I have written extensively about the damage that private health insurance does wherever it gets a foothold. Its encroachment into primary healthcare as suggested by the minister is a much more serious threat to our universal system of healthcare than the co-payment in itself.

Warren Buffet has described private health insurance as ‘the tapeworm in the US health sector’. It is also true in Australia. Its expansion here should be resisted. Minister Dutton is quoted as saying that he ‘will never go down the path of a US style healthcare system’. But allowing private health insurance into primary healthcare would take us down the American path.  Private doctors and private hospitals have enormous power to set prices unless there is some effective counter. Multiple private insurers have little power to control these prices as the US shows. Only a single payer, usually a public payer, has the power to control prices

My second concern is that co-payments could discourage disadvantaged patients from seeing their GP. The COAG Reform Council has just reported that 5.8 per cent of Australians delayed or did not see a GP because of cost and 8.9 per cent delayed or did not fill a prescription from their GP because of cost. A co-payment will make that worse. It will force some patients to use more expensive and less appropriate emergency department services in public hospitals which are already under great pressure.

Third, the proposed co-payment will undermine preventive health services and continuity of care for people with chronic conditions. The best place to focus on prevention and at an early stage is in primary care. Any discouragement of access to GPs because of the co-payment would be detrimental to preventive healthcare. The decision by the government to abolish the National Preventative Health Agency is an indication of the government’s lack of concern on health prevention. The tobacco, alcohol and the junk food industries will be pleased with that abolition decision. A strong primary health care sector is the key to an equitable and efficient health care system anywhere in the world.

Fourthly, the best way to reduce costs and pressures in primary care is not through a co-payment but to move away from fee-for-service remuneration. This type of remuneration promotes ‘turnstile medicine’. Fee-for-service may be appropriate for occasional and episodic care but it is not appropriate for long-term and chronic care. We need a major review of remuneration practices in primary care with more emphasis on capitation and bulk-charges for chronic care to keep people well at minimum cost. The British single payer system has many advantages. One advantage is, The Economist put it, “doctors are paid to keep people well, not for every extra thing they do so they don’t make money performing unnecessary tasks and tests.” Addressing this remuneration question is far more important than a co-payment.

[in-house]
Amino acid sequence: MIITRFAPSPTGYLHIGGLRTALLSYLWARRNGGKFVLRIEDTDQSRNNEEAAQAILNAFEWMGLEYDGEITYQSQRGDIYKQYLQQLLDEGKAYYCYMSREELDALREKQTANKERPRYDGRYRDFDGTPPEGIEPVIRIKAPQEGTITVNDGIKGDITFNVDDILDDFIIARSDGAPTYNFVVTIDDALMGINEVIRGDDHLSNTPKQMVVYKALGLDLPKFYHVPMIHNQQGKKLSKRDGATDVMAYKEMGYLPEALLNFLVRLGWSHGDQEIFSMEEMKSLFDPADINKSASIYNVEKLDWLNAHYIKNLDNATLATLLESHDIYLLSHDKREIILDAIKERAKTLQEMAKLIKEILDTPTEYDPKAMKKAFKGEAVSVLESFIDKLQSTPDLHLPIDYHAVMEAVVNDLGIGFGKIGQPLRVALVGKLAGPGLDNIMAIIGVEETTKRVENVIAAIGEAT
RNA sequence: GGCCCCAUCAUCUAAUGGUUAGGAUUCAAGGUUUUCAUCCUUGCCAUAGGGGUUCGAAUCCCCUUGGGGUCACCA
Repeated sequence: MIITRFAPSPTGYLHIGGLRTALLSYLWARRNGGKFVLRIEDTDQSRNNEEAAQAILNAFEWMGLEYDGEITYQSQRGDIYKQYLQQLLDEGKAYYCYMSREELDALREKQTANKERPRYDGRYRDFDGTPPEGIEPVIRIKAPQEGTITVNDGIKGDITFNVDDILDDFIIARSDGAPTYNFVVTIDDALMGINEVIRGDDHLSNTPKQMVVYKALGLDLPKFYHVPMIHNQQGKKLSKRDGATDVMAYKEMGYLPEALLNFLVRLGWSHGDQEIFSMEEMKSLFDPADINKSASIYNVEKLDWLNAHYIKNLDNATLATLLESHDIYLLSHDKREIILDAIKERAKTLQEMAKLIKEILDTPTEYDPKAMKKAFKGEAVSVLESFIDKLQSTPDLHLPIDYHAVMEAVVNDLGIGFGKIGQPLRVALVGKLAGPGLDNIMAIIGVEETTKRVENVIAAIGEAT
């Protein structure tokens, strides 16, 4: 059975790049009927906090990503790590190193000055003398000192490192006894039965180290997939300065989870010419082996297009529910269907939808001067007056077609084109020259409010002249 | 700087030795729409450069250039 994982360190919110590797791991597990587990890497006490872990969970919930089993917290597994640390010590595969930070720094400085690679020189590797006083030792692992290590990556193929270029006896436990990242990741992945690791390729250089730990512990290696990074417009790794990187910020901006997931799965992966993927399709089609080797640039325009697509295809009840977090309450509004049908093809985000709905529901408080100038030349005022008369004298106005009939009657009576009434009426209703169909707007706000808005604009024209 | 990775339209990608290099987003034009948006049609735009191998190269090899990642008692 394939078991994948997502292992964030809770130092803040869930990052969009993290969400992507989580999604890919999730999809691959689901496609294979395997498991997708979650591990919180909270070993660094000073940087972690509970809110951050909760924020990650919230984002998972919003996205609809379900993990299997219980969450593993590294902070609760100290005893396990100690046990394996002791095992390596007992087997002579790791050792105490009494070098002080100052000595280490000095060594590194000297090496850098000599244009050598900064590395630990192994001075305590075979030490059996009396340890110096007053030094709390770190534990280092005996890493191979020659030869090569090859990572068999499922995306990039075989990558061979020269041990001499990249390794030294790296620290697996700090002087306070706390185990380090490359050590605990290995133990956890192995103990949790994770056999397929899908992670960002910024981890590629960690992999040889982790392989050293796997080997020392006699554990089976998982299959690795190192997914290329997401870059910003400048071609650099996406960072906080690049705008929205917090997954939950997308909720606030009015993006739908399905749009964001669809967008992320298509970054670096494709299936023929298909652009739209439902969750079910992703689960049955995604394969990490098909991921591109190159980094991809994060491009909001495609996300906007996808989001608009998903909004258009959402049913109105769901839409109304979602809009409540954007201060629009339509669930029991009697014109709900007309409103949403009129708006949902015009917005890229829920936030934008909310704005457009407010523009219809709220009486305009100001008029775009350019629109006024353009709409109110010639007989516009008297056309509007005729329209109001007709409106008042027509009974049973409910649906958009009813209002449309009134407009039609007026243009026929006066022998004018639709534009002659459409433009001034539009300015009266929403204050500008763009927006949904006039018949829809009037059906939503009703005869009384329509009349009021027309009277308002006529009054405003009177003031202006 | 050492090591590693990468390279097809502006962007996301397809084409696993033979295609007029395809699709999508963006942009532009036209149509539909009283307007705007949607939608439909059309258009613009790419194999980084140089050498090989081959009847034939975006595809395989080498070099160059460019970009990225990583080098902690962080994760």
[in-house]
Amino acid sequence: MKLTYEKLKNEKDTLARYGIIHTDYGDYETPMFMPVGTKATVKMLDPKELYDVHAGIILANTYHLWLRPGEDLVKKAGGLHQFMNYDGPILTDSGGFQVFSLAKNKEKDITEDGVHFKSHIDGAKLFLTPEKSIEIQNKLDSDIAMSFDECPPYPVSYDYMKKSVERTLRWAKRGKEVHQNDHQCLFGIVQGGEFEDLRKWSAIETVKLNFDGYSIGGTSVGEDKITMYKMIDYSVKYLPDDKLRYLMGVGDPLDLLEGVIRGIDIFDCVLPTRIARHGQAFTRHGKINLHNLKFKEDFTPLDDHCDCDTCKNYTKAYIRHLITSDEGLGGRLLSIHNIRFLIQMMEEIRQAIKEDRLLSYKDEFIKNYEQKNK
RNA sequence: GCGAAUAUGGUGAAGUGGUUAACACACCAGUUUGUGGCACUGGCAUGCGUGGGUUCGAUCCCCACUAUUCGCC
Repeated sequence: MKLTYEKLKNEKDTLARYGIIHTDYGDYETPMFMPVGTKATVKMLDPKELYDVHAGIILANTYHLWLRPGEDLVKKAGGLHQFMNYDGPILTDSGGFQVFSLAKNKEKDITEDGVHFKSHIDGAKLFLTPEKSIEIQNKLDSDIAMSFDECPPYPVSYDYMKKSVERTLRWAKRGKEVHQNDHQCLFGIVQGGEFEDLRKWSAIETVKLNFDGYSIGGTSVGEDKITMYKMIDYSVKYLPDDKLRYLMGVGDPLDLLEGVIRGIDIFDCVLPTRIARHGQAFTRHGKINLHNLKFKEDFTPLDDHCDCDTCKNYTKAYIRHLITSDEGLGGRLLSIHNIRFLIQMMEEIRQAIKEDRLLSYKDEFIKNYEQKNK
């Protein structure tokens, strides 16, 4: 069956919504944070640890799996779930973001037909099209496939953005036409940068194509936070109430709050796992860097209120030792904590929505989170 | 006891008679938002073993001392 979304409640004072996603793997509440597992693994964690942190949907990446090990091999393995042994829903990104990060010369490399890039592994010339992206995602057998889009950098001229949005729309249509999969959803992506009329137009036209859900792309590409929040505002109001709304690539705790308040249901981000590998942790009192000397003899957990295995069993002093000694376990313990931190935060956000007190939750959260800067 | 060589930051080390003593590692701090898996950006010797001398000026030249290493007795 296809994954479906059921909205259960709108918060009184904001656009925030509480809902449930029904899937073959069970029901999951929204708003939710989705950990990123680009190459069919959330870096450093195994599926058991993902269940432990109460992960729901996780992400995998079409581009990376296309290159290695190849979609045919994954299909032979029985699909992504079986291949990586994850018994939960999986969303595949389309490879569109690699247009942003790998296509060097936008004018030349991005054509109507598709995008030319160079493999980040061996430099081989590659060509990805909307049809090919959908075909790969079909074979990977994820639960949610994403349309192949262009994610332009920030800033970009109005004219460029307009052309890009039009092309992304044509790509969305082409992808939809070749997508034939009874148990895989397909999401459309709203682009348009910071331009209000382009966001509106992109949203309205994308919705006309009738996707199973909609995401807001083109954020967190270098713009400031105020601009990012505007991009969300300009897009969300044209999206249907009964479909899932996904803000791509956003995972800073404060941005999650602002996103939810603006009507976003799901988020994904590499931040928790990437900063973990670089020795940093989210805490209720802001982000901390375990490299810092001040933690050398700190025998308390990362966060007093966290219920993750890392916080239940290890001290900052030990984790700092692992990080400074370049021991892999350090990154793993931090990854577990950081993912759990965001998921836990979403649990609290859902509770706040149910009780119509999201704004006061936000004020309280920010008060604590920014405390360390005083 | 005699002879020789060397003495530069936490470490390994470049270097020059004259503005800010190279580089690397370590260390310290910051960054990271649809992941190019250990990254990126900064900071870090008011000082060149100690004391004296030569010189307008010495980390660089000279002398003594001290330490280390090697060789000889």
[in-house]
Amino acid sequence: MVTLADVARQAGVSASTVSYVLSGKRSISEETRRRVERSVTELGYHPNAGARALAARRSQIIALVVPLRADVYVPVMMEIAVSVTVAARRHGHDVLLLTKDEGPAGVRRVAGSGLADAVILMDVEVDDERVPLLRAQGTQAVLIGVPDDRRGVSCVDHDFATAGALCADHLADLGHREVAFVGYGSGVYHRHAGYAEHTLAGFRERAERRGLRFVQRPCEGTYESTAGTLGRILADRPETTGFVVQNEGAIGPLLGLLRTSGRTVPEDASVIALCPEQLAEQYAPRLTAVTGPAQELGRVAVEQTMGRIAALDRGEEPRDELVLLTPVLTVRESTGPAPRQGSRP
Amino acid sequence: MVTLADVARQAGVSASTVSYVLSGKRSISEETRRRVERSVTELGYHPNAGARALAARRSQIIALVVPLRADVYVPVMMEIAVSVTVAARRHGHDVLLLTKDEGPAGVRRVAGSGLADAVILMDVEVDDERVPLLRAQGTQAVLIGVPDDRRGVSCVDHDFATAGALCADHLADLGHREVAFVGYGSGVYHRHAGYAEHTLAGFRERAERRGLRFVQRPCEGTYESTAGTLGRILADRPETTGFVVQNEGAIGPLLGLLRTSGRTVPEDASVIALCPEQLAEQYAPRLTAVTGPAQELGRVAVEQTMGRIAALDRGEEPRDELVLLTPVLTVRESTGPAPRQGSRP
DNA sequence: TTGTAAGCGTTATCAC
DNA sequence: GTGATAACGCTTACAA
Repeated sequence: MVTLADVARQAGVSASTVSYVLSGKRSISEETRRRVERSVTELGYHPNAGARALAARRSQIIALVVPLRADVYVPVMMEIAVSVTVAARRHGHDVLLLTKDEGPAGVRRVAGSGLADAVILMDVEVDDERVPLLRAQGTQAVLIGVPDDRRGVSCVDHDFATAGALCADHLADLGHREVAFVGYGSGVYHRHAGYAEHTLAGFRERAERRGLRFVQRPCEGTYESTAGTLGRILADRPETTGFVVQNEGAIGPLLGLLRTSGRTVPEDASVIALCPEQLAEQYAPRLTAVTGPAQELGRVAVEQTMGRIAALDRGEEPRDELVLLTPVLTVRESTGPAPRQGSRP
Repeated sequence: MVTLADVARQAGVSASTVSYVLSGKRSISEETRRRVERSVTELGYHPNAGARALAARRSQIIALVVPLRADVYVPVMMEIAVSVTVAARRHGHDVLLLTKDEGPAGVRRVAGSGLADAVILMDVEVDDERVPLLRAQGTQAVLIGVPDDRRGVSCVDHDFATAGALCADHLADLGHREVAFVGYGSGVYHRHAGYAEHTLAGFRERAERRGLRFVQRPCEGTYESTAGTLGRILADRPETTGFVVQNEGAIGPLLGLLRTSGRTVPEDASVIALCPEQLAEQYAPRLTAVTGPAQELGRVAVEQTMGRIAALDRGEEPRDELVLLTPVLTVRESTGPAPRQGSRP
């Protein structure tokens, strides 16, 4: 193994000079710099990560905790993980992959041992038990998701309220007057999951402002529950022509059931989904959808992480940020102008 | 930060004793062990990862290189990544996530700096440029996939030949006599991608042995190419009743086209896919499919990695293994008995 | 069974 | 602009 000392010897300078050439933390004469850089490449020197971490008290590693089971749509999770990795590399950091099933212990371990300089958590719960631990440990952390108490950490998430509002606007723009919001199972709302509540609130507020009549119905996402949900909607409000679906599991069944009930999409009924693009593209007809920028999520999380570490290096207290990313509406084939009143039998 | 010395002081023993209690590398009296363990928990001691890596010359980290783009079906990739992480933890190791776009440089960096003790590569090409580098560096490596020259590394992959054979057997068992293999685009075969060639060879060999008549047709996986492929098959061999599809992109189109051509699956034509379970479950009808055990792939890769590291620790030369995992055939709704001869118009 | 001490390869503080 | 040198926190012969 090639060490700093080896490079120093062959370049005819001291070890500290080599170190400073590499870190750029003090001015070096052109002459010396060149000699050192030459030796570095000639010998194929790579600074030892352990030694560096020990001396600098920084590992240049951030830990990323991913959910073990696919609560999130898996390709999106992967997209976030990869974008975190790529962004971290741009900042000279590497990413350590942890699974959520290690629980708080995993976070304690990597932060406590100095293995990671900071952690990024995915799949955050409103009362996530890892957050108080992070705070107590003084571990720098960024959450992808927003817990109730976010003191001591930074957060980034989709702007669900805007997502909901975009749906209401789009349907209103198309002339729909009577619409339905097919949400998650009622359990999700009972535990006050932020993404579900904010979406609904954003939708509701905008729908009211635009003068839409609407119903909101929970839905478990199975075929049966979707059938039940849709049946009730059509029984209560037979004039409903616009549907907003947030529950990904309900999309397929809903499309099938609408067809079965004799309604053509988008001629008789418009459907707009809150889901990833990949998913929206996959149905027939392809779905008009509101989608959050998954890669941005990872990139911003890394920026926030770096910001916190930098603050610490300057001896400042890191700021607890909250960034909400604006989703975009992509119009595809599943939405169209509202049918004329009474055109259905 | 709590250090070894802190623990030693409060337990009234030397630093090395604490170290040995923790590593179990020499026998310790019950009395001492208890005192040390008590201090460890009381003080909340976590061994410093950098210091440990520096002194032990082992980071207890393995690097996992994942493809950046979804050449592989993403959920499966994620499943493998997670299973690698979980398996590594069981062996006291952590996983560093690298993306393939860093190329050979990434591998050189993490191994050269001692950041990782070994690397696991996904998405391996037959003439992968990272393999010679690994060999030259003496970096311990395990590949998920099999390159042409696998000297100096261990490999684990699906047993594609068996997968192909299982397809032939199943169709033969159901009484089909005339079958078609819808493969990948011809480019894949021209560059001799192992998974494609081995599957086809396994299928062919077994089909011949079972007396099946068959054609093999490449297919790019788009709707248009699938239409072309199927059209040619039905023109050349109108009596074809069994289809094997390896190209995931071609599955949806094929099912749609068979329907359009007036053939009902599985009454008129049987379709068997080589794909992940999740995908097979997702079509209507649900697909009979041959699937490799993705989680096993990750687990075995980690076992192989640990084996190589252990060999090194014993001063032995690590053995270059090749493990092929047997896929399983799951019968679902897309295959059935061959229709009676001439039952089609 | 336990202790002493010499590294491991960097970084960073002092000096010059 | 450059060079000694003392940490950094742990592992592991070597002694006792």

Fifthly, there will probably be unintended consequences for the $7 co-payment. If the co-payment takes effect, it is likely to result in an increase in doctor’s fees. The attraction of bulk billing for the doctor is that it removes the cost of handling and accounting for transactions. An invoice is sent directly to Medicare. Once the doctor is obliged to handle the $7 co-payment, another transaction occurs, either by cash or probably credit card. This inevitable patient/doctor money transaction will provide the doctor with an opportunity to charge above the bulk billing rate. As soon as doctors stop bulk billing, we can expect a rapid rise in doctors’ fees on top of the $7 co-payment.

Sixthly there are numerous other ways to reduce health costs and by billions of dollars, for example the duplication and gaps in health care between the Commonwealth and the States, the out of date list of medical services funded under the MBS, adverse events, archaic workforce structures and high drug costs resulting in us paying more than $2billion per annum than our New Zealand friends for equivalent drugs. But real savings in these areas means tackling vested interests like the AMA. The Pharmaceutical Guild, Medicines Australia, State health departments and the PHI sector. It is politically easier to attack the less powerful by a co payment.

Far from having a sensible and informed public discussion about health, Minister Dutton has embarked on an ill-considered and ideologically driven course.